Our days turn into weeks and our weeks into months… and before we know it the year is gone. We often look back and are stunned that so much time has gone by and we didn’t do the things we wanted and needed to do. How can we change that? The author and blogger Peter Bregman has a great idea

Here’s the question I’d like to propose you ask yourself throughout your day: What can I do, right now, that would be the most powerful use of this moment?

What can I say? What action can I take? What question can I ask? What issue can I bring up? What decision can I make that would have the greatest impact?

Asking these questions — and answering them honestly — is the path to choosing new actions that could bring better outcomes. The hard part is following through on the answers and taking the risks to reap the full benefits of each moment. That takes courage. But it’s also what brings the payoff.

The MOST powerful use of a moment. That could be a game changer. That would mean that its not just about finding something constructive to do at the moment, or going down your “to do” list in the order you wrote it. It means that we have to stay focused on the big picture… our client service values, business development goals and commitment to accomplishing them. That’s where we will find the answers to Bregman’s question… “What can I do, right now, that would be the most powerful use of this moment?”

I worked with a client this week that has made this concept real. He has taken action and has created  a business plan that he will present to his managing partner without being asked. He has made the most powerful use of many moments, and I can promise you that when the year ends and he is reflecting on 2013 he will be glad that he spent his time the way he did.

If you would like some help in this area, I’d love to chat… just shoot me an email!

The past few years have been difficult in the legal profession, and many lawyers have been given the mandate to build their book of business… and FAST. Some lawyers got into action and started learning best practices and developing new skills. Others started the long litany of complaints. Isn’t that someone else’s job? I do the work! Isn’t that why we have a marketing department? I’m not a salesperson! I hate that stuff! I went to law school to practice law, not schmooze clients!

Have you heard those words? Or maybe they came out of YOUR mouth? Maybe when you went to law school you couldn’t imagine that there would come a day that you needed to do more than print business cards to develop business. That day is here… like it or not. Every lawyer who wants to be in charge of their own destiny must develop their own book of business. It is no one else’s responsibility. Not your partner’s and certainly not the marketing department’s. Can they provide support? Absolutely… but ultimately it is your responsibility.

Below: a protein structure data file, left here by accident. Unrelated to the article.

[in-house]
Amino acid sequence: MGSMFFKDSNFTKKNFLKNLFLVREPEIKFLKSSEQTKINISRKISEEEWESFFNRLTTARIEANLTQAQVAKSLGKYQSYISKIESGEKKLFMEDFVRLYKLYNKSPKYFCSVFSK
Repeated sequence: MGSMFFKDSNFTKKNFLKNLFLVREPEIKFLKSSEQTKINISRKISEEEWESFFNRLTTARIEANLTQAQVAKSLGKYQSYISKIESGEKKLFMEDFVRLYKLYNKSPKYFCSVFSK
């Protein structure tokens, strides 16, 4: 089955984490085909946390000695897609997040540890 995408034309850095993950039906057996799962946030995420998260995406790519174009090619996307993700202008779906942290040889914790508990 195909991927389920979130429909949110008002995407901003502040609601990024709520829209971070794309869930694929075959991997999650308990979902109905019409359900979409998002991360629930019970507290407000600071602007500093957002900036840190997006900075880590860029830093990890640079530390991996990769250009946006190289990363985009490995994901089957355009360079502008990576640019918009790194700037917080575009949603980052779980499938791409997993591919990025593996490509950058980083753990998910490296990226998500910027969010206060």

I ask you… when are YOU going to do the things you need to do to start building your book of business? If not now… WHEN? Business development takes time and everyday you delay, you fall further behind. You don’t have to do it the way other lawyers do it… you can do it your way. So, start! In my book, to delay is not an option!

Need some help getting started? I’d love to chat – shoot me an email or give me a call!

Building a book of business can include many different sources… referrals from other lawyers, colleagues, family and friends. We are generally looking for new clients. But you often overlook what’s right under your nose… existing clients. Yes… you should focus on the legal work you need to accomplish in order to do a great job for your client. Most of the time you are focused on the legal work to the exclusion of business development. And the biggest culprit is often your BILL.

Let’s face it, as a lawyers you probably hate keeping time and even more than keeping time… you hate documenting what you accomplished for the client. On your bill, your accomplishments are reduced to “sent emails,” “meeting” or “telephone conference.”

Quite frankly ANYONE can do those things. You haven’t demonstrated value and at your rates, you better demonstrate value. Otherwise, when the client reviews the bill, you have sent the message that YOU didn’t value your work more than an email.

So how could you do this? Describe the time spent with the issue or action that you know your client values… “Spoke with opposing council to negotiate a settlement, got closer.” Yes, it seems so obvious… but it’s critical. This is business development NOT an administrative task.

When in question, look for what the client values… not what you value. Tell a story and be specific. Take EVERY opportunity you can to reinforce your value to the client and it will result in additional matters, as well as referrals.

The bonus? Your bills get paid without hesitation and hassle.